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Rockslides Are Part of Canyon Life, Locals Say

Some Silverado residents accept that boulders will tumble down, as they did Saturday.


It was an unusual, if not jaw-dropping sight--even for residents in this blink of a community on Silverado Canyon Road, long lined with yellow signs warning of falling rocks. Two tons of boulders had rolled down a slope, carving a path through a brush-covered hillside on a 100-yard journey to the neighborhood below.

Just the sight of the rocks had half a dozen locals seated on lawn chairs and drinking root beer Monday, contemplating the scent of freshly turned dirt and wondering if any more boulders might barge into their lives.

Nobody was injured when the boulders tumbled down the rain-soaked hillside at 8:15 a.m. Saturday, but two homes and a convenience store were damaged. One woman was watching television in her recliner less than five feet from where a boulder crashed through a wall.

On Monday, it remained unclear who ultimately would be responsible for removing the boulders and repairing the damage.

While insurance adjusters surveyed the damaged structures, county officials were trying to prevent more rocks--loosened by the recent rains--from falling. They were reinforcing the hillside with fences and removing some boulders with backhoes.

"The county has to do its part to make sure the homes are safe," said Josh McDonnell, spokesman for the county planning department.

So far, though, no one was dealing with the ones that had tumbled onto private property and into buildings.

"Who is responsible for the rocks? That's unclear," McDonnell said. "Our main goal is to get people out of immediate danger."

Resident JohnMicheal Covas likes the look of the fallen boulders.

"It's just pure beauty," the attorney said. "Look at the mountains. Look at the peacefulness. But that's also life out here. It's as backwoods as you get."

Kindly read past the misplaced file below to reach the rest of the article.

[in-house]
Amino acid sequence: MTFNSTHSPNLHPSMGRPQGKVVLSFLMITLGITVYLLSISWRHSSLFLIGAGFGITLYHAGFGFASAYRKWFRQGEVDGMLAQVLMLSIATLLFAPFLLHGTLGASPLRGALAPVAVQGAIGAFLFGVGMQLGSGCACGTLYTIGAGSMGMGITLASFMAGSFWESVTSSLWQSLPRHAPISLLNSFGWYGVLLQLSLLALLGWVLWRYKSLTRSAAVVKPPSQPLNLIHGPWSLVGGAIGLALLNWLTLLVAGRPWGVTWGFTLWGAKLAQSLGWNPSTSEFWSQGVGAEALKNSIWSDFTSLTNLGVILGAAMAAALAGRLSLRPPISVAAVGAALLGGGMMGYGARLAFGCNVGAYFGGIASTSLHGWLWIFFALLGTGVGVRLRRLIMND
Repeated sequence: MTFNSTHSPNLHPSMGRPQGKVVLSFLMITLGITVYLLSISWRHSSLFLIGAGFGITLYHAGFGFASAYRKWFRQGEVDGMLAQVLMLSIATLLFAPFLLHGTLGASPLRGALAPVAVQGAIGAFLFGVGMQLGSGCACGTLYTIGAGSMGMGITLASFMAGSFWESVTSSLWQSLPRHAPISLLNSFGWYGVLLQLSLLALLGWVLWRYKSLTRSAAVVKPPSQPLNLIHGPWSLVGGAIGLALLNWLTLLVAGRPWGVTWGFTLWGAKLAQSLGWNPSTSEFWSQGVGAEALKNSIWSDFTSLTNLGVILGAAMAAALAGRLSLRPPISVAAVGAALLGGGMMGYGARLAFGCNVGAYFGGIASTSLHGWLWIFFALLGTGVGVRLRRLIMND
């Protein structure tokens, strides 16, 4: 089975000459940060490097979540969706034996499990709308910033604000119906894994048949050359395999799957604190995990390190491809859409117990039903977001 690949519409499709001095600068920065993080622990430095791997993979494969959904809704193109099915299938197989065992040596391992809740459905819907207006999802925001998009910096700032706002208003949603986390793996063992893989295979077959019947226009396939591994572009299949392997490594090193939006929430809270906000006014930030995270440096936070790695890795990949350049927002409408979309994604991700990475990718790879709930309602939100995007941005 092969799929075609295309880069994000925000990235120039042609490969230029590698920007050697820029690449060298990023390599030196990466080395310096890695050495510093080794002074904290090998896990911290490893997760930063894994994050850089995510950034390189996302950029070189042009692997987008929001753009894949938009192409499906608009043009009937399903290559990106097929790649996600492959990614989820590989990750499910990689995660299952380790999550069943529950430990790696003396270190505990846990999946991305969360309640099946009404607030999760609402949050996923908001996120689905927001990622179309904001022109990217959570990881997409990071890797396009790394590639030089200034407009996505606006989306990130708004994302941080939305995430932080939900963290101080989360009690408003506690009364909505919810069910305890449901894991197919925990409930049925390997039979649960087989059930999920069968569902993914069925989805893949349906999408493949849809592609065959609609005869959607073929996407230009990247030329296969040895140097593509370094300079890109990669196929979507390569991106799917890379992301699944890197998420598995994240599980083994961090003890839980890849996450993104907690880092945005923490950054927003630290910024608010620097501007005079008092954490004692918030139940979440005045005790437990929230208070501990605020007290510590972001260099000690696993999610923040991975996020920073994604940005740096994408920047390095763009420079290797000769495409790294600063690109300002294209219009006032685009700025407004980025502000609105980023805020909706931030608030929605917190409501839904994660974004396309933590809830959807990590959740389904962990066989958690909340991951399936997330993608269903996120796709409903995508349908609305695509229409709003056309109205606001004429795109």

To him and others, the boulders are part of the natural beauty of the landscape. And when they move from the hillsides above, they take on a life of their own, sometimes destroying what lies in their path, some residents say.

One man in his 60s who has lived in the area for 20 years but didn't want to give his name said each rock has a personality of sorts. It was a sentiment other residents echoed as they watched construction crews grapple with the big rocks.

"It's like this unwanted guest who . . . tracked mud all over your house," Covas said. "They do damage and you are stuck with it, I guess. What can you do? . . . It's a big rock."

Millie Valentine said she was watching the news from her recliner, worried about whether more rain was on its way. She gets nervous about the rain, she said, because rain soaks the ground and loosens boulders.

It was then that she heard a noise. And a boulder crashed into her TV room, sending bric-a-brac flying before the rock crashed through the floor into her garage below--where it still sat Monday like some petrified rhinoceros. All she could do after it happened, she said, was stare.

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